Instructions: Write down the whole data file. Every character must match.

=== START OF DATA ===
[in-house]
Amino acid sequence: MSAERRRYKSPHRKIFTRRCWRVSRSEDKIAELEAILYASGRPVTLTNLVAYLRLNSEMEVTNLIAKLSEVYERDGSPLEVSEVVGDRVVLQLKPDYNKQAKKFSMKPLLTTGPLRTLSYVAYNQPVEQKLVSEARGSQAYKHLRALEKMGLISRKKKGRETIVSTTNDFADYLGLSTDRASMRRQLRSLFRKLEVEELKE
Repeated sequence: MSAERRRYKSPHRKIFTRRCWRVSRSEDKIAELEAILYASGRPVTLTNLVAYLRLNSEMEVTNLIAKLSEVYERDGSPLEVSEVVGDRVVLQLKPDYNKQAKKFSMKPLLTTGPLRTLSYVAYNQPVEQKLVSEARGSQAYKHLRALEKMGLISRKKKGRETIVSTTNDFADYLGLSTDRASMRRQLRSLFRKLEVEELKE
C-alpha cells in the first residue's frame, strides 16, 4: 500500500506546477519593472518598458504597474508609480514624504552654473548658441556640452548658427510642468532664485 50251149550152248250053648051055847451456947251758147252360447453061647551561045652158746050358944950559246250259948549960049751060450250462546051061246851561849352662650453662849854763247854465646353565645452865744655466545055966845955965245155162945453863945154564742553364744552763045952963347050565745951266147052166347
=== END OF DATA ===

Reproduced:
[in-house]
Amino acid sequence: MSAERRRYKSPHRKIFTRRCWRVSRSEDKIAELEAILYASGRPVTLTNLVAYLRLNSEMEVTNLIAKLSEVYERDGSPLEVSEVVGDRVVLQLKPDYNKQAKKFSMKPLLTTGPLRTLSYVAYNQPVEQKLVSEARGSQAYKHLRALEKMGLISRKKKGRETIVSTTNDFADYLGLSTDRASMRRQLRSLFRKLEVEELKE
Repeated sequence: MSAERRRYKSPHRKIFTRRCWRVSRSEDKIAELEAILYASGRPVTLTNLVAYLRLNSEMEVTNLIAKLSEVYERDGSPLEVSEVVGDRVVLQLKPDYNKQAKKFSMKPLLTTGPLRTLSYVAYNQPVEQKLVSEARGSQAYKHLRALEKMGLISRKKKGRETIVSTTNDFADYLGLSTDRASMRRQLRSLFRKLEVEELKE
C-alpha cells in the first residue's frame, strides 16, 4: 500500500506546477519593472518598458504597474508609480514624504552654473548658441556640452548658427510642468532664485 50251149550152248250053648051055847451456947251758147252360447453061647551561045652158746050358944950559246250259948549960049751060450250462546051061246851561849352662650453662849854763247854465646353565645452865744655466545055966845955965245155162945453863945154564742553364744552763045952963347050565745951266147052166347